I hated that Cleveland took Dion Waiters instead of Harrison Barnes, Andre Drummond, and Thomas Robinson. That was the dumbest pick since we took Jordan Hill (who has turned into a really good player for the Lakers, I should add). Irving seems to be chucking because he doesn’t trust anyone on his team to play well enough to get his team the win. I can’t say I blame him.

  24. flossy

    Juany8: The Rockets offense is better when Harden is off the court than the Knicks offense is when Melo is off the court. I think that says all you need to know about their relative impact.

    Or it says you need to get a clue and think a little more critically about the metric you’re using. Last year the Knicks were a net negative with Anthony on the court. Does that tell you all you need to know about Carmelo Anthony? I know you watch Rocket games, you can’t possibly seriously believe that that team would be better without Harden. And yes, I know Toney Douglas is on the Rockets now, that’s exactly why I mentioned him by name–to illustrate the massive gulf between the player Melo and Harden are interacting with this year. You say that Harden makes Lin worse, but do you not also recall Lin played way better without Melo vs. with? What does that tell you about Melo vs. Harden? Nothing.

  25. Juany8

    massive:
    Harden isn’t making Lin play off the ball. That’s all Kevin McHale and his coaching staff. I think the Rockets would be better served if they ran their offense through Lin with Harden in the off ball role. How great would the Knicks offense be if we ran it through Melo and not Felton? Was Kobe Bryant making Steve Nash worse, or was it the Princeton offense? Was Dwight Howard making Pau Gasol worse, or was it D’Antoni trying to turn him into a floor spacer.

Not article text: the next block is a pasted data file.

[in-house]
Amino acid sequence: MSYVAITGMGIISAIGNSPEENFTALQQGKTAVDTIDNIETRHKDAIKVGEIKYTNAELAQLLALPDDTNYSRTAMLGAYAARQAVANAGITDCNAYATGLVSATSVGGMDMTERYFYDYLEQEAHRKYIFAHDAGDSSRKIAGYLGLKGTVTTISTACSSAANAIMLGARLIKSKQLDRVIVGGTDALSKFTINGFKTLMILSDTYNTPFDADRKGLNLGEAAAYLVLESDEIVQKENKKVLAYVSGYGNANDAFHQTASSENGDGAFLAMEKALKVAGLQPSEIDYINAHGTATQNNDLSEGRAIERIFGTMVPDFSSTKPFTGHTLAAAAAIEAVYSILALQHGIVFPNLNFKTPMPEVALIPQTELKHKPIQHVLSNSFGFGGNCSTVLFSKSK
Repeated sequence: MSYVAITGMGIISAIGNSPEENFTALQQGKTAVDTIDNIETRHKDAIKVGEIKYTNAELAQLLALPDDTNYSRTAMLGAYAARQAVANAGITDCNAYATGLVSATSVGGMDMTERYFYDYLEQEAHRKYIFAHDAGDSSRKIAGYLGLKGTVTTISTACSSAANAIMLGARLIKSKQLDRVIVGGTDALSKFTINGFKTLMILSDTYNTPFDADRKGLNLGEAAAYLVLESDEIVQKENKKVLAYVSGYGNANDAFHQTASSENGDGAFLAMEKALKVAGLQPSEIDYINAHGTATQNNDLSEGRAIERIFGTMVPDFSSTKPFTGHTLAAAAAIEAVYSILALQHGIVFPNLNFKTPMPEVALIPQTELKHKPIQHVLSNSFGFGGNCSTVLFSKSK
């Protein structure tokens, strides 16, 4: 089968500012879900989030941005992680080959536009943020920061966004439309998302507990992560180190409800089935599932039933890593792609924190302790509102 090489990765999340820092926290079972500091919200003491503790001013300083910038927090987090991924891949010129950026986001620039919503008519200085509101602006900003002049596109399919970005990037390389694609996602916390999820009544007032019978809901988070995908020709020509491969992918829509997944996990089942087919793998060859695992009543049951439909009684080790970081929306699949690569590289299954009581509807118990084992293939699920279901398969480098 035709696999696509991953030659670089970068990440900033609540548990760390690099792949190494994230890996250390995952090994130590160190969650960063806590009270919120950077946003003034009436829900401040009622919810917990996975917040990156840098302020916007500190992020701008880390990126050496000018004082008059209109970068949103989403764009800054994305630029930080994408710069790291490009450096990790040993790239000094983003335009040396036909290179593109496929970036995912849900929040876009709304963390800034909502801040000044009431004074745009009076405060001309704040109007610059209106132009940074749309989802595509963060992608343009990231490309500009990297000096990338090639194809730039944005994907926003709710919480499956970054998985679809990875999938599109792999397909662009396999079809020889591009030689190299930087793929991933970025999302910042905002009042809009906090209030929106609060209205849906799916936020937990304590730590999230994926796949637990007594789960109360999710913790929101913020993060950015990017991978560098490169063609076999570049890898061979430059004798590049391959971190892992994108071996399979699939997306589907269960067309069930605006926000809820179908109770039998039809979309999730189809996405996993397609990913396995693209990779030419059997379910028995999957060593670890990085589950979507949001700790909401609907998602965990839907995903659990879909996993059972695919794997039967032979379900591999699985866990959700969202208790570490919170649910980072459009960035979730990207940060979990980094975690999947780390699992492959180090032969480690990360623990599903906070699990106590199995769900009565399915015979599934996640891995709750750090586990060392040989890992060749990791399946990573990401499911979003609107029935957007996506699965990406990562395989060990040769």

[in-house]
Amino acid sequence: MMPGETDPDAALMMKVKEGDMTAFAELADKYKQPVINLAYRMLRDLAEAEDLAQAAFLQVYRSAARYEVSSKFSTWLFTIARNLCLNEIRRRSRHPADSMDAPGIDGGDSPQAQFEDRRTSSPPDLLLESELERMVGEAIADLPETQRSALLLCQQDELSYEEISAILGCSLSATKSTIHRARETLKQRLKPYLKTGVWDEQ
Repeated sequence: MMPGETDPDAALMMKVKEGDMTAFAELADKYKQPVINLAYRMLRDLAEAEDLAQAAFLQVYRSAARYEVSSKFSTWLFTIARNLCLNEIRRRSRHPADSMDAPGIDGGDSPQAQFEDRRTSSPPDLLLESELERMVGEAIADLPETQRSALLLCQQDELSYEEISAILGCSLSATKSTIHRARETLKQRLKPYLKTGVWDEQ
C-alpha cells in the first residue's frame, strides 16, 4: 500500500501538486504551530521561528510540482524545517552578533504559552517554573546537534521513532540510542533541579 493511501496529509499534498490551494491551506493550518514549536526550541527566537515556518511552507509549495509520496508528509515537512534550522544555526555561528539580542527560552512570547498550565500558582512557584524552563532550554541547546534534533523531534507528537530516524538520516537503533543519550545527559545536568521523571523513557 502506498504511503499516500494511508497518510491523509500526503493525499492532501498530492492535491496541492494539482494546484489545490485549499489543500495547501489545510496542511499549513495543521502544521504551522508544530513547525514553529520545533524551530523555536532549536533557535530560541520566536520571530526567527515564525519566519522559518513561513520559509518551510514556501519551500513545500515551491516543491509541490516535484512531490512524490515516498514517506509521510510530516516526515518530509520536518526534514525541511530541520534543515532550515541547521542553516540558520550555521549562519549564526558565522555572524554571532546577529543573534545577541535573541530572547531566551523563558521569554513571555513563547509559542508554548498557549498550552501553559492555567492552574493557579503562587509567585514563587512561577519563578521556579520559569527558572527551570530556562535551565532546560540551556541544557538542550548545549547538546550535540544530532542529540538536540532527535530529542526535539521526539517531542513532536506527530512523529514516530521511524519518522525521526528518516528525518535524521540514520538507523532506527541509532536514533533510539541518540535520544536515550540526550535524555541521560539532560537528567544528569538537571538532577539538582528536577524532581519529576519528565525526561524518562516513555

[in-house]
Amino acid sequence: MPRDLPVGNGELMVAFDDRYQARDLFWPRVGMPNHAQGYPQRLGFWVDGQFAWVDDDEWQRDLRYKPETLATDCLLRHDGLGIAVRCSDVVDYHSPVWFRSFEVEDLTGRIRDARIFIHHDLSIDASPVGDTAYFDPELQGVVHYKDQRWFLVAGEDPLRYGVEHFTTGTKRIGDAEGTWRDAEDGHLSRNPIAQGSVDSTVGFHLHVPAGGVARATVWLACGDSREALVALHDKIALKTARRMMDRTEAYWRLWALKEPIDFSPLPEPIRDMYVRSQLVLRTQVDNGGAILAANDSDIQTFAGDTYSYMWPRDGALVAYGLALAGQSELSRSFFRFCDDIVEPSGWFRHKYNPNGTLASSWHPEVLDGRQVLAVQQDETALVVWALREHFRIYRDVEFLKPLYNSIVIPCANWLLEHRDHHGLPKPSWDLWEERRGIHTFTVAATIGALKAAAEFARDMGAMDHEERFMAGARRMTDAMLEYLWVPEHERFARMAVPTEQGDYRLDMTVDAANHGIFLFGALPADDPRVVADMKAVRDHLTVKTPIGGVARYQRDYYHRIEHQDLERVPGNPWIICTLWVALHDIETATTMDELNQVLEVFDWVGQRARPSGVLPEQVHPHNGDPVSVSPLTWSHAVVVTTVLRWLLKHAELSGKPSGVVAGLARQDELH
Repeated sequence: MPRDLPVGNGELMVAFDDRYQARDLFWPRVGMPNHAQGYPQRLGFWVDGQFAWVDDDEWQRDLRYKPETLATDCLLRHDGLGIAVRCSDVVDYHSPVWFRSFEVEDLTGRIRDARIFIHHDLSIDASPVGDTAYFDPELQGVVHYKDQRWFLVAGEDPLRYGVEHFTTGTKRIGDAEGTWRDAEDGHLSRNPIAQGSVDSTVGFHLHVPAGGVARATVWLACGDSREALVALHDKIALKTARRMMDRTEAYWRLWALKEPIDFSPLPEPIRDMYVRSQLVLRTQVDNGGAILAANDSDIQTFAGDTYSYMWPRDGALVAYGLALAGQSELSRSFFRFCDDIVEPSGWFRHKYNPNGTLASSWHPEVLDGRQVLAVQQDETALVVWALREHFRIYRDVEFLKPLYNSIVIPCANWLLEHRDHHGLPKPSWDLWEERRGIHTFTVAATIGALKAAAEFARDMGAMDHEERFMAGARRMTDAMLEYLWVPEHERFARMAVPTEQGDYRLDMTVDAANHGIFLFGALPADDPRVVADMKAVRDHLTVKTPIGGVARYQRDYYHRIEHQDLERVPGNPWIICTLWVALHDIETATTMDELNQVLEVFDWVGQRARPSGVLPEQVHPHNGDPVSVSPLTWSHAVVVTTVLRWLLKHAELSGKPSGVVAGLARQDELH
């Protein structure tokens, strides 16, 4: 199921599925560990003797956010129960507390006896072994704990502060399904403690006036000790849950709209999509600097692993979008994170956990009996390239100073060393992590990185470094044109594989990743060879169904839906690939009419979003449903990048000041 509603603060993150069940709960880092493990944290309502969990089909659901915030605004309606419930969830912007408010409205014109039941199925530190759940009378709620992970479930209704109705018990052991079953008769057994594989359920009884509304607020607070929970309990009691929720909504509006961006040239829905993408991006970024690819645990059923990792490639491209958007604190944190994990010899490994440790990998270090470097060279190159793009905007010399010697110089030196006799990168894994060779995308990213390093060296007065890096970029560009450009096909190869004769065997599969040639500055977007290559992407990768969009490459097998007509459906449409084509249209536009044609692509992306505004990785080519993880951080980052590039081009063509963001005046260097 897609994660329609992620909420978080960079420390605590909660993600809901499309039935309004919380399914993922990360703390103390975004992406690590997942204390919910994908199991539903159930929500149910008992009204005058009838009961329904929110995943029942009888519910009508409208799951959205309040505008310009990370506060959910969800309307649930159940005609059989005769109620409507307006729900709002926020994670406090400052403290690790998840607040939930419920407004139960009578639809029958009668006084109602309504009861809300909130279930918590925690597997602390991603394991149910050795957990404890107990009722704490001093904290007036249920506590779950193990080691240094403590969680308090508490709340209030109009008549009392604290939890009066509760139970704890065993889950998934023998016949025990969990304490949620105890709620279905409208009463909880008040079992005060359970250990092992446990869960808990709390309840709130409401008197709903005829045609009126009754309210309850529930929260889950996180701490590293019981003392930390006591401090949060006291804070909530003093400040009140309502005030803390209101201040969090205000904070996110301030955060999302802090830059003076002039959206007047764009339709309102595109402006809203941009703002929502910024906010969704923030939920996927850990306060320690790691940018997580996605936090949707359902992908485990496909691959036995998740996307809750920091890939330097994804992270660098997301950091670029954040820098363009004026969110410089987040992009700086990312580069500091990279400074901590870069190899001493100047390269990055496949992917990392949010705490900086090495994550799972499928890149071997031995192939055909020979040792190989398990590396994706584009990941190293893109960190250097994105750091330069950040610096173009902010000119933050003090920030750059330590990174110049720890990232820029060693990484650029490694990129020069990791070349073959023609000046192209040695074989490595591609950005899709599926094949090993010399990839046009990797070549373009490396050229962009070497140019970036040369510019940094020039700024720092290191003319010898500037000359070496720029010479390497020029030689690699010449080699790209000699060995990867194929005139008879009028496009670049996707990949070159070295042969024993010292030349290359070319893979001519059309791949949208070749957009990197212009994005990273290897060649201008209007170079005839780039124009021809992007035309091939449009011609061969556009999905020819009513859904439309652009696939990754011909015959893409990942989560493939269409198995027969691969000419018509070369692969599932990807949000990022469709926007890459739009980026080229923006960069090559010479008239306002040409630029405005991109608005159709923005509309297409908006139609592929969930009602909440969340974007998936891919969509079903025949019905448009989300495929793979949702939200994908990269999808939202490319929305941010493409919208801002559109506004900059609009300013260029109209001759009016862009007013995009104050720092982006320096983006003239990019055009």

Here’s the thing about interaction effects: you cannot gauge them or properly assign value to one person for them. We know they exist, and their values vary from team to team. You cannot say Harden makes Lin worse as if that takes away from him as a franchise piece. Would Harden make Ty Lawson worse if he were a Rocket? I’m just saying that any attempt to make the grey area as black and white as statistics doesn’t seem to be one that makes sense.

    That’s fair to an extent, but the point is you can’t run a pick and roll with them both at the same time. Harden is much better off the ball so there is some temptation to run the offense through Lin, but at the same time Harden is a pretty fantastic player in the pick and roll in his own right, but can’t do much else.

    Coaches do a big part in determining how the players play, but it would be hard for any coach to simply move Harden off the ball full time. It’s also not James Harden’s fault that Lin can’t shoot and that he’s a poor pick and roll defender, even if the team might be a bit better overall putting Lin on the ball it’s not an ideal situation because of their respective weaknesses. The Felton and Melo situation works because Melo can run offense through the post if the Felton pick and roll is being shut down. Harden is amazing at pick and rolls but limited otherwise when he’s on the ball, as is Lin